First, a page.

Ron, age 66/ Washington, DC, USA

Stories from an Aging Pandemic

I was suicidal when I was thirteen. Because I was gay, or “sissy” as they used to say in those days. I was actually planning how I was gonna do it, and I heard this voice in my head that said, “Don’t do it. Wait ‘til you get older. Things will be different.” I was thirteen, so I said, “Okay, I’ll wait another thirteen years, and if it’s not different, I’ll do it then.” Turned out to be a lot different, okay? So I’ve always sort of looked at life as, like, watching a movie? So it’s like, “Okay, well, what’s gonna happen next? What’s gonna happen next?” So when I turned positive, I wasn’t that stressed out. Because for all practical purposes, I should have been dead years ago, had I killed myself, so it was like anything that comes after that is not gravy, but you know… So, I wasn’t that upset. Plus, I knew the life I led.

The only thing was that there was no drugs. Well… No, no, there was. The doctors told me I should take AZT. But I had done my research, and there was no way in hell I was gonna take AZT. All my friends said, “Oh Ron, you got to take it. It will give you two more years of life!” And my response was “No, I want twenty to thirty years of life, so why am I taking this pill for two years?” And so I didn’t take it. I didn’t start taking medication until 2003. I don’t recommend that people do that. Don’t wait until your T-cell count is 36 to go on medication, but that’s what I did. And I’ve been on medication since.

In 1991, I joined a support group of black gay men in Washington, D.C. called “Us Helping Us.” What made this group unique was that it said, one, that people could live with HIV, which was unheard of – doctors were not saying that, okay?!?  – if you adopted a holistic approach to your health involving the body, mind, and spirit. Once a week, they would teach you different ways to maintain your health. So, physical, we talked about food and nutrition and herbs and proteins and water and stuff like that, and exercise and oxygenation. And then for the mental, they taught us how to meditate and visualize and do a mind body dialogue and all that kind of stuff. And then spiritually, there were three questions that you have to answer. One is, “Are you afraid of death?” Because if you’re afraid of death, it will kill you sooner. Second thing is, “Why do you want to live?” And it cannot be because you are afraid of death, okay? The third question was, “Does your belief system aid your healing process? And if it doesn’t, then you need to change it.” I mean, there’s a whole lot of faiths, so pick one that works for you, you know? And then the last thing we would do is we would teach them how to use their sexual energy to aide in the healing process.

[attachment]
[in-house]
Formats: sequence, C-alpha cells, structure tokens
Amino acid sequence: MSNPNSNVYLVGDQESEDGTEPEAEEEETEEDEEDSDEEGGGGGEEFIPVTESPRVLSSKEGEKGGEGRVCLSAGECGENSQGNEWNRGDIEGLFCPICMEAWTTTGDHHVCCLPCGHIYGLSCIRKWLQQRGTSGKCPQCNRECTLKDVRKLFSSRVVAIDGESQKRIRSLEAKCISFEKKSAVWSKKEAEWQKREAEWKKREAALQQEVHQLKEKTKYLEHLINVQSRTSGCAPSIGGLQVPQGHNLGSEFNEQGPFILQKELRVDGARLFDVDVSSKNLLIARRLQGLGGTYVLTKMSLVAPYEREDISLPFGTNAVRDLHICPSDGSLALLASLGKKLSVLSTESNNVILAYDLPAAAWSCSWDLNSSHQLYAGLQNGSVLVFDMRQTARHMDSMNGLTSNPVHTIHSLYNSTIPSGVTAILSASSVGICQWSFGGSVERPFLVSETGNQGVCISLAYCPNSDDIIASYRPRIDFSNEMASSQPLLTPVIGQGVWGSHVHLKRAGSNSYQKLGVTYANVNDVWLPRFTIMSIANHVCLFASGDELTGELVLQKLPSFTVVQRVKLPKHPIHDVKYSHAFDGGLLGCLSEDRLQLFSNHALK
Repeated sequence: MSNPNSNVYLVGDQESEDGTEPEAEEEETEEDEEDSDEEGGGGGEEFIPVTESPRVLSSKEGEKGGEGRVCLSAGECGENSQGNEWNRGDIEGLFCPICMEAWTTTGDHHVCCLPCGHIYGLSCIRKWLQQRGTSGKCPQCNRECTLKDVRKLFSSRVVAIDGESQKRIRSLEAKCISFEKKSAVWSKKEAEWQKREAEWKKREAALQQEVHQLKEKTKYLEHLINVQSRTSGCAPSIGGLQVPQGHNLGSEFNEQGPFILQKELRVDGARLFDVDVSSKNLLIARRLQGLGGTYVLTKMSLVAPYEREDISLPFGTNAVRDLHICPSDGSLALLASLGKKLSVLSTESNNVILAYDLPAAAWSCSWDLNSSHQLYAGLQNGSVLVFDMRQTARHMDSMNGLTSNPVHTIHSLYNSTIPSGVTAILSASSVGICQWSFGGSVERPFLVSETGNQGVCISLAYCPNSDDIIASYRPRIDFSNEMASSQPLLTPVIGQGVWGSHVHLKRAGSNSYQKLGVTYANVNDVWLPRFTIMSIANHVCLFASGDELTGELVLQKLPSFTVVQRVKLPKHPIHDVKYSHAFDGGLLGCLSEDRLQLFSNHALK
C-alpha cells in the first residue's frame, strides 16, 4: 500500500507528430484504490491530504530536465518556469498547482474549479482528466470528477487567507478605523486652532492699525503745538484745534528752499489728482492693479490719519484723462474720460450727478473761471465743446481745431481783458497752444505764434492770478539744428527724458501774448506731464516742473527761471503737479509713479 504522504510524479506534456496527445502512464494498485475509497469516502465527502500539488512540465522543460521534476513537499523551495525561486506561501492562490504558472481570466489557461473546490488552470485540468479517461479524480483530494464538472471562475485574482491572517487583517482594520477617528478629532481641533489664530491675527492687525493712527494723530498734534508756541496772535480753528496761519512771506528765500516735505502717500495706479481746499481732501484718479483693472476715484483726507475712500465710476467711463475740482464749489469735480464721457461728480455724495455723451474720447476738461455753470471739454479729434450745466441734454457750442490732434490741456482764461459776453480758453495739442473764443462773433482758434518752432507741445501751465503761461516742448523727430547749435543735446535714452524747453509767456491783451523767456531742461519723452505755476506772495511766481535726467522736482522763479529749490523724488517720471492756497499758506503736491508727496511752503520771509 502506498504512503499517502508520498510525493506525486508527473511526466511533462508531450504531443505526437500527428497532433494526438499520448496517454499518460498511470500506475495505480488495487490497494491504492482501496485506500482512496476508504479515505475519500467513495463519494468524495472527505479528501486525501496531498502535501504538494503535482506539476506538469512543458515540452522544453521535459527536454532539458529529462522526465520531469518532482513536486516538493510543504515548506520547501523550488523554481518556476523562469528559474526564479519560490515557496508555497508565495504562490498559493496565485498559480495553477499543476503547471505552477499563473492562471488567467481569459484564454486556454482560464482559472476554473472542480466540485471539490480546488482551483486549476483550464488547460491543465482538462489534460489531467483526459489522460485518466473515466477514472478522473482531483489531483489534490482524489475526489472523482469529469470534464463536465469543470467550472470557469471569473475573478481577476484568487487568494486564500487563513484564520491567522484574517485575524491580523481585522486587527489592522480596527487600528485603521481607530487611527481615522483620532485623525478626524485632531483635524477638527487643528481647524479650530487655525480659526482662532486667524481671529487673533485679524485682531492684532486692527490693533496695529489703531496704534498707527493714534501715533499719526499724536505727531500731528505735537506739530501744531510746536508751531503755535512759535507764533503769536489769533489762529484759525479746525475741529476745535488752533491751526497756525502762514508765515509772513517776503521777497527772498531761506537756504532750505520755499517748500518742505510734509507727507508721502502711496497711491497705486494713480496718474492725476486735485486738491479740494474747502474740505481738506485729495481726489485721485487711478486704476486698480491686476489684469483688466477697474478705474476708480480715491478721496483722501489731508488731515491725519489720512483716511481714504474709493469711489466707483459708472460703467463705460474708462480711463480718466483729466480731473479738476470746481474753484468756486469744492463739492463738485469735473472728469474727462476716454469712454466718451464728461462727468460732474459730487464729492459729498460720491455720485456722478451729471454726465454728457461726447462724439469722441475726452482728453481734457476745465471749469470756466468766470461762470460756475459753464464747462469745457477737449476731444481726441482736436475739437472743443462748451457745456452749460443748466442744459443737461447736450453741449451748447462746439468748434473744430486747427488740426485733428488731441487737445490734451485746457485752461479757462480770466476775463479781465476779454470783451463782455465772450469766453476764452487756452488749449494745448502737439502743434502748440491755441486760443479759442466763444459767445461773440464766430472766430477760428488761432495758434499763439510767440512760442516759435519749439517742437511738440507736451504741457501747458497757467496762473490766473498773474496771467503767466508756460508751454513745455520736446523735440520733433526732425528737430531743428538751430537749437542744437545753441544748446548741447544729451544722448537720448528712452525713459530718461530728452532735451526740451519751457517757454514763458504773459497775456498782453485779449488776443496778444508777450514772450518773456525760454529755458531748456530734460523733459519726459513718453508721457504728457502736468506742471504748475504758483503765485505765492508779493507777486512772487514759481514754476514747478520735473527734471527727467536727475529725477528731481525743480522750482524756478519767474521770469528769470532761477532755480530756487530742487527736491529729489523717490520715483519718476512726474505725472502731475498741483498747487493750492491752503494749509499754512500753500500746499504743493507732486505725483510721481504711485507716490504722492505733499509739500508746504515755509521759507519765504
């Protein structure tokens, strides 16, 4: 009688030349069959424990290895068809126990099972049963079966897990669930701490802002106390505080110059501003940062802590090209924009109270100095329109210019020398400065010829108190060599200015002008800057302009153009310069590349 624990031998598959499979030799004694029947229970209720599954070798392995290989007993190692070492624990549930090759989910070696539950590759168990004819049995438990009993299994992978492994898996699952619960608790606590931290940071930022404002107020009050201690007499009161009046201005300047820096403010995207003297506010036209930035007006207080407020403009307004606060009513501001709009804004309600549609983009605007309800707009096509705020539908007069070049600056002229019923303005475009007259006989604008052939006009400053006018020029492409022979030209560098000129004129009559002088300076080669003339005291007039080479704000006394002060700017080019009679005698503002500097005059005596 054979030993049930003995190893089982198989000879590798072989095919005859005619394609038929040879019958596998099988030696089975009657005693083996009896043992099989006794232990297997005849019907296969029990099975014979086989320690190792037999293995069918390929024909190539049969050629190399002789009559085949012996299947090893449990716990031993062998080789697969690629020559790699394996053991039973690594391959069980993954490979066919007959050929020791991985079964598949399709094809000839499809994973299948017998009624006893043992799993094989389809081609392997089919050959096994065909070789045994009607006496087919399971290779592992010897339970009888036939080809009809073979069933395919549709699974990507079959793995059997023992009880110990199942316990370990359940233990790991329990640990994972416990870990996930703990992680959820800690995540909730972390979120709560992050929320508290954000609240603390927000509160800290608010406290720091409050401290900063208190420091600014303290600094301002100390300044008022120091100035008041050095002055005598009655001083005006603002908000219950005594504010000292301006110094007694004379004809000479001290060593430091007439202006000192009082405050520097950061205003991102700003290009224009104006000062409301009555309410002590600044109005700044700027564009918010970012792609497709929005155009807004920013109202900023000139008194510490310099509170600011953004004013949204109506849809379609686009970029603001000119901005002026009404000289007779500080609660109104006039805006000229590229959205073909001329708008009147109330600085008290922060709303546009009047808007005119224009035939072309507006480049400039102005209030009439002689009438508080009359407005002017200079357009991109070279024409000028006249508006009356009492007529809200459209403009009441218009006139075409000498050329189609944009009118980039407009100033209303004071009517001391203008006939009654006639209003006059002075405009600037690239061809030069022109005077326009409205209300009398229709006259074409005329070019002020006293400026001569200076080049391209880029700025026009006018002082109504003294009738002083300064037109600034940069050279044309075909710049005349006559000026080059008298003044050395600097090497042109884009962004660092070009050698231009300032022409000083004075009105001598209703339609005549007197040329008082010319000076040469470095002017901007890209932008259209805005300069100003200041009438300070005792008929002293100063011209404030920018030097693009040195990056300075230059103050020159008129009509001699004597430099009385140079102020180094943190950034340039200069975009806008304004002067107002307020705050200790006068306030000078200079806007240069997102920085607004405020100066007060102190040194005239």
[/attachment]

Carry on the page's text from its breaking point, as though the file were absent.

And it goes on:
At the end of the twelve weeks there were 22 guys in that group and we were like, “This is incredible!” But the founders, who were the facilitators, they were getting burnt out, so we said, “Hey, train us how to do this.” At some point there are maybe four groups going on in four different houses, and once a month we would have a potluck dinner to bring them all together, so they would meet each other. To make a long story short, this was ’91, so in ’92 the founders asked me if I would volunteer to be the ED. And I said, “No, of course not.” Why would I do that? I’m Dr. Simmons. I’m at Howard University, you know. I’m big time. Right? I was teaching radio, TV, and film. Black film history, those kinds of things.  And he said, “I’ll pray on it.” And I thought to myself “Well, you go ahead and pray on it, honey, ‘cause I ain’t doing it.”

Well! Three months later, my chairman calls me into her office and she says, “We’re not gonna renew your contract, so you’ll be unemployed in thirty days.” And I was devastated, ‘cause I’d been there for twelve years. And I remember calling Rainey – that’s the founder – and I said, “Oh my God, Rainey! They just fired me! I can’t believe this!” And he said, “Oh, that’s horrible! Maybe now you can be– “ I swear to God! I looked at the phone, I was like, “I can’t believe he said that! I’m being set up!” Anyway, I said, “Okay. I’ll do it.” And that was twenty-five years ago. And I’m still doing it.

So I had built it from a support group that met in the living room to now I think we are the oldest and largest black gay AIDS organization in the United States. We have twenty-nine full-time people, a budget of 2.4 million dollars, we purchased our own building in 2001. We would tell people, “No, you are not going to die, honey. Stay in school, buy the house, the whole bit – you are not going to die.” Now, a lot of us died, but a lot of us didn’t.

Every morning I just pray. I was raised a Sunni Muslim, which is another thing. But I say “You know, Allah, it’s just been incredible!” I see other old people who have difficulty walking and, you know… I mean, I had a blood clot in my lung back in 2013. That was a trip. I had Hodgkin’s Lymphoma two years ago. I had six months of chemotherapy. But I’m like, “Hey kid, remember, you were going to kill yourself at thirteen, so basically every day you get beyond that, you really cannot complain, okay? Because it was not your idea to live this long, okay? So just, hey, enjoy the show.” Right?

I’m just waiting for the closing act and, you know, how is that going to be, because so far, my God! I mean, come on! A black gay kid from the Brooklyn projects?!?!  I guess, the thing I would say is that if there’s any kid out there who is contemplating suicide, don’t do it. That is all I can say. Don’t do it. I mean, trust me, I know it’s difficult, and yes, things may not get better, but just stay. You may be surprised as how things turn out.